When contacted by the Press recently, McIngvale said, "I don't know anything about that."

Bechaud said that he stopped using Carnaby as an informant in 1994 because Carnaby's information was becoming less credible and because Car­naby could not keep his mouth shut.

"Frequently we'd go to a bar and have some drinks and [he'd] start telling people that he worked for different agencies," said Bechaud. "I was pretty much directed to not operate him anymore because it was getting to the point that we didn't know how many people knew who he might be providing information to or where it was coming from and that sort of thing."

Still, Carnaby continued to send Bechaud information. Bechaud believed Carnaby kept it up because he was a patriot and liked interacting with intelligence officers.

During his deposition, Napolitano said he thought Carnaby was an arrogant man. When asked if Carnaby thought of himself as above the law, Napolitano said, "I think that he wanted to be immune from prosecuting [sic] because he liked to operate...thinking that he could do certain things that other people couldn't."
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Roland Carnaby was born in Lebanon in 1955. His father, Vincent Said Karnabe (Carnaby later changed the spelling of his last name), is the owner of a Beirut shipping company. In the early 1980s, the elder Karnabe sent his son to New York City to work at a shipping line called Constellation Navigation to learn about the business, according to Carnaby's mentor, Kevin Shields, who knew the family. For a year, Carnaby lived in Greenwich Village and worked at the Woolworth building just blocks away from the World Trade Center.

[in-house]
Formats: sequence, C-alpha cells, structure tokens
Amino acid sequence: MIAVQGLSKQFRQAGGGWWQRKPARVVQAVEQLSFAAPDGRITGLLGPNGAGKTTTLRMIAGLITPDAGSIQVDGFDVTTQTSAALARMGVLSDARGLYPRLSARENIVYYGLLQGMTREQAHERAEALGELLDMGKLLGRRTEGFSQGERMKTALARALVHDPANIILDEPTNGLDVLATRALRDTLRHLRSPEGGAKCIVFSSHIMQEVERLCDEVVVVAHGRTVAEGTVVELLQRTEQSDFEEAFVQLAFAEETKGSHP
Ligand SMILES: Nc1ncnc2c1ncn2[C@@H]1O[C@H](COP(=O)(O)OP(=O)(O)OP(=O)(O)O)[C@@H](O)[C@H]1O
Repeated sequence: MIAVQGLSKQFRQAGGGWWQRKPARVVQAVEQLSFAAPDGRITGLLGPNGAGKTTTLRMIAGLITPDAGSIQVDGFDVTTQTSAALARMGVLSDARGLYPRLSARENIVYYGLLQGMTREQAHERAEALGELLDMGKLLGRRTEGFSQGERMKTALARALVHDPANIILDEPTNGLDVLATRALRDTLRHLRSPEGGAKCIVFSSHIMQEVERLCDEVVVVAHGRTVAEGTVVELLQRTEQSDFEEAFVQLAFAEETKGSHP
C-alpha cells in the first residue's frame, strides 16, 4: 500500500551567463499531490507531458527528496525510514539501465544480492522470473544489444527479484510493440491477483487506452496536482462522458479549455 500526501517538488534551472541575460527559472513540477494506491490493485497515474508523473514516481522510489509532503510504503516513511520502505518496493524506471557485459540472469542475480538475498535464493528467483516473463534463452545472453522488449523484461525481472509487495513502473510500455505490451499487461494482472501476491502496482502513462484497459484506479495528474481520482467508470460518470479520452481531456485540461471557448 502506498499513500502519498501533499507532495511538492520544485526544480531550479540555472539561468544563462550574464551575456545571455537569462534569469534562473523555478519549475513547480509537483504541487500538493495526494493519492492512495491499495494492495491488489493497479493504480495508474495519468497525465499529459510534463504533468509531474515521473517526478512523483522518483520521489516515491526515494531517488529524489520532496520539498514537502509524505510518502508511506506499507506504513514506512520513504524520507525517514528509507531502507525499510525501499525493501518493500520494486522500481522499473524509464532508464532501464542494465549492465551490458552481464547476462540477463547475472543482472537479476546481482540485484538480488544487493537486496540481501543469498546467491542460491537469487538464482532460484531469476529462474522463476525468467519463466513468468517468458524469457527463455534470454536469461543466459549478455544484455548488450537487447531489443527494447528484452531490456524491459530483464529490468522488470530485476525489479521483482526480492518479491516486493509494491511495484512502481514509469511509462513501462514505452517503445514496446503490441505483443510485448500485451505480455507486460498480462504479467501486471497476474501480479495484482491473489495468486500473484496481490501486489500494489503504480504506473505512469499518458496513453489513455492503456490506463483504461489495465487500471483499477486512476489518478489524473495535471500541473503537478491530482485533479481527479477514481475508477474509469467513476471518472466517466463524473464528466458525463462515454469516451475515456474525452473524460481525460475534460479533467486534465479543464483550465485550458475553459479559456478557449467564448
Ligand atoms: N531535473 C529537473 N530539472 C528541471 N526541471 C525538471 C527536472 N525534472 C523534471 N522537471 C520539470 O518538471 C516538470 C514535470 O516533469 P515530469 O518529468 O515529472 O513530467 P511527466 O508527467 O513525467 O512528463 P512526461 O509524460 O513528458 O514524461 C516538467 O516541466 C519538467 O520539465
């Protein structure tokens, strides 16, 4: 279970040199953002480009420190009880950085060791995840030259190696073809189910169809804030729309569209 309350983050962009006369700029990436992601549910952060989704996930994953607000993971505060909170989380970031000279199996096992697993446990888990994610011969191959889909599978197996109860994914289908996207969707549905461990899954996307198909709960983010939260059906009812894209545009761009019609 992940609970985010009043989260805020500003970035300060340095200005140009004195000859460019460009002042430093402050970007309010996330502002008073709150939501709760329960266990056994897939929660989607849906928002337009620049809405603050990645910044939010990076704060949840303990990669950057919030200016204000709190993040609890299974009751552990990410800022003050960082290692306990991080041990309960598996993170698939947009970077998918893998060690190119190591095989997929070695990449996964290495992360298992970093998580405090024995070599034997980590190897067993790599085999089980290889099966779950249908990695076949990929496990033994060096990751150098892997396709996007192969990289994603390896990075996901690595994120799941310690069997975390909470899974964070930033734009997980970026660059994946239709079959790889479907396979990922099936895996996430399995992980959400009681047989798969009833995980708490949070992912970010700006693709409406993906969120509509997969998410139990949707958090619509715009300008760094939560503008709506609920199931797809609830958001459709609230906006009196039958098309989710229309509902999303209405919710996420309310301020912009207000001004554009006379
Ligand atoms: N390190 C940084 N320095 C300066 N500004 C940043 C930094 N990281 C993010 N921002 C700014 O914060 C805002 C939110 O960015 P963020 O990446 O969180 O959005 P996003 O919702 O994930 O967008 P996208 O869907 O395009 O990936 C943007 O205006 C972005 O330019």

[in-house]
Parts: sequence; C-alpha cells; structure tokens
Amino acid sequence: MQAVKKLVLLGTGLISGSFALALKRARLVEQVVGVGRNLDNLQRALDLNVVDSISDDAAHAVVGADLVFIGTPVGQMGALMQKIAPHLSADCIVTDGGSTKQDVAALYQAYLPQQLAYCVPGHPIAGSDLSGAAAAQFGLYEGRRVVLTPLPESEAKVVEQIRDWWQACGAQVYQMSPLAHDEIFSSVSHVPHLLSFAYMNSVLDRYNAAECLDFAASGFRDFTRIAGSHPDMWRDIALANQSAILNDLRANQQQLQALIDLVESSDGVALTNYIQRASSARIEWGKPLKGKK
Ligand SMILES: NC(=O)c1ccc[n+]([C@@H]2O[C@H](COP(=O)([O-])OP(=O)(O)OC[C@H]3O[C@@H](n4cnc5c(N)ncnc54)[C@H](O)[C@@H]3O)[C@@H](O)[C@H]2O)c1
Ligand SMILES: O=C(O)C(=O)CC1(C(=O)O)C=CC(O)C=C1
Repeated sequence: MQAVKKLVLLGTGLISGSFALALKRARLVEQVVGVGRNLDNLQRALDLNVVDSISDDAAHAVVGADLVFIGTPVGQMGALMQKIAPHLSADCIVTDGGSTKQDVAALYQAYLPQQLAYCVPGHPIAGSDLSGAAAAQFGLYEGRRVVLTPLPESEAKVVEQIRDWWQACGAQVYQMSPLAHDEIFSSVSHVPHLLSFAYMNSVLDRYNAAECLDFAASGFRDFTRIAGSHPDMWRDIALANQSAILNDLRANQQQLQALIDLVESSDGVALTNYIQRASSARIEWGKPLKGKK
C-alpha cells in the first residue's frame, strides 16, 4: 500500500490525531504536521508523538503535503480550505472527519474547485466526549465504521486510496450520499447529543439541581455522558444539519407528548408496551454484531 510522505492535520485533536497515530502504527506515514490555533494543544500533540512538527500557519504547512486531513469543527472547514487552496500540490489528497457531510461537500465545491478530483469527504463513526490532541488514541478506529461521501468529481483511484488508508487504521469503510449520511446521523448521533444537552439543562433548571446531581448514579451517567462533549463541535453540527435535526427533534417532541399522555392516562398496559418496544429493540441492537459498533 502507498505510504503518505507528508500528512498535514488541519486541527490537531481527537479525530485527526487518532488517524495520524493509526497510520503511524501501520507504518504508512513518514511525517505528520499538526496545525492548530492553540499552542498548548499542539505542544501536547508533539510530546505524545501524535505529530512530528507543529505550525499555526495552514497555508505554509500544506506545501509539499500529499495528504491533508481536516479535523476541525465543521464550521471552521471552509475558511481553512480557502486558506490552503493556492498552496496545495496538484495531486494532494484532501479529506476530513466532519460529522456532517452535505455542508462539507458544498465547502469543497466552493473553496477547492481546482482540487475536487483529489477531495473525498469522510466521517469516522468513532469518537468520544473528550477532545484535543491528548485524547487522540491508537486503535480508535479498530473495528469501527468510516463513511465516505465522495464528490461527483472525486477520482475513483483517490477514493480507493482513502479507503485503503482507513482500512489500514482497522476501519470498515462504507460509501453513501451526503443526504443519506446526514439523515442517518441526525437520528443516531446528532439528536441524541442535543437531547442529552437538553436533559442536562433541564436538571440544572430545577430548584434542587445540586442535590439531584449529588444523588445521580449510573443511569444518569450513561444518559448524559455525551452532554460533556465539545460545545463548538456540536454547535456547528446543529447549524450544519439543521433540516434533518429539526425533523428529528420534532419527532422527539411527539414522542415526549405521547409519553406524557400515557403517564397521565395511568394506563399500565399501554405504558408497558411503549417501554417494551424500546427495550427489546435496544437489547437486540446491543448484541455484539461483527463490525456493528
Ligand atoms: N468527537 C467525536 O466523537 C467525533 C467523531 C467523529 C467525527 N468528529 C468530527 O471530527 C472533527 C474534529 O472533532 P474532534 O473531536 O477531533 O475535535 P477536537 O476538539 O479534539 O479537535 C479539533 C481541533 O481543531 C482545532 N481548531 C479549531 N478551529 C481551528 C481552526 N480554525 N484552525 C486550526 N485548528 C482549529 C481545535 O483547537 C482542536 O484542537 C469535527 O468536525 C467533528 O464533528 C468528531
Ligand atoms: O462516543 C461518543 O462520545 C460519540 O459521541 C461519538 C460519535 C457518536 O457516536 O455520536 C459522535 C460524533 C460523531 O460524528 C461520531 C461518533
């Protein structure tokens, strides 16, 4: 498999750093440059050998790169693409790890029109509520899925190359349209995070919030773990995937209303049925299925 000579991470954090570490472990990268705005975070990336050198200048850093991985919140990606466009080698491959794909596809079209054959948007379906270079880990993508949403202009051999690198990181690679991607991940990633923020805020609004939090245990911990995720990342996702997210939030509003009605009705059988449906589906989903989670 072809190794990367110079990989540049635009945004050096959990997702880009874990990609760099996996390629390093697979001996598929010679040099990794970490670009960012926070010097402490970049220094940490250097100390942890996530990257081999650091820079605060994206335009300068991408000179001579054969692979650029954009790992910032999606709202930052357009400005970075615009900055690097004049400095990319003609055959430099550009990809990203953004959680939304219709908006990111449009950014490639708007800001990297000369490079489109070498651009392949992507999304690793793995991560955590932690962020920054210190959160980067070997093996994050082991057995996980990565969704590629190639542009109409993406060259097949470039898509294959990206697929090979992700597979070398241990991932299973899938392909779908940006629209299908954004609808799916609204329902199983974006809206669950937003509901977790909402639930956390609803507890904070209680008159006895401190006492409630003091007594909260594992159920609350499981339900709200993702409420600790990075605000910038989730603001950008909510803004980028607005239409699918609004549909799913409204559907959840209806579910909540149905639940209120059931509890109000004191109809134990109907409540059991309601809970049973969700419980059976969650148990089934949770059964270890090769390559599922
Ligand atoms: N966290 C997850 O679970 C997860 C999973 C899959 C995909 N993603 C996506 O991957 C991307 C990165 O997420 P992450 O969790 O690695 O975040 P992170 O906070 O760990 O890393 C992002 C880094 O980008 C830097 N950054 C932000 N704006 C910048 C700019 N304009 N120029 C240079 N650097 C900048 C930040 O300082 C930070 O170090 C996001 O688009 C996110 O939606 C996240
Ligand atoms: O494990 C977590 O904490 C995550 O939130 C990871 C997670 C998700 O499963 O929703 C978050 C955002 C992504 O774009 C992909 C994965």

"I know Roland's godfather was one of the leaders in Lebanon, and I know that his father is very influential over there because of his former position in the government," Shields says. "His father had connections with every businessman in the country. Anybody who wanted to see the president of Lebanon went through Karnabe Sr., so he knew where every bit of money was being made, every bit of shipping was being done and how the ports worked. He was presidential-like, a statesman."

The Karnabes were also rich.

"The family certainly didn't have any problems with money," says Shields. "You got the impression that no matter what Roland wanted to do, the father would've set him up with a business. It wouldn't have been a question if Roland had said, 'I want a shoe store'; he would have bought him a shoe store. It was as simple as that."

After a brief marriage in New York, Carnaby moved to Texas in the mid-1980s and married Paula Burch, who now lives in Willis. She declined to comment for this story. They were married for several years, but divorced in 1992. At one point, Carnaby became a U.S. citizen. His next wife, Susan, says she and Carnaby started dating just before his divorce from Burch was finalized.

Carnaby was a little man, 5-foot-4, about 150 pounds, with slicked-back silver hair and a short black moustache. He had dark, Middle-Eastern skin, and many people thought he was Italian. In fact, his nickname was Tony Luciano. But what he lacked in size he more than made up for in personality.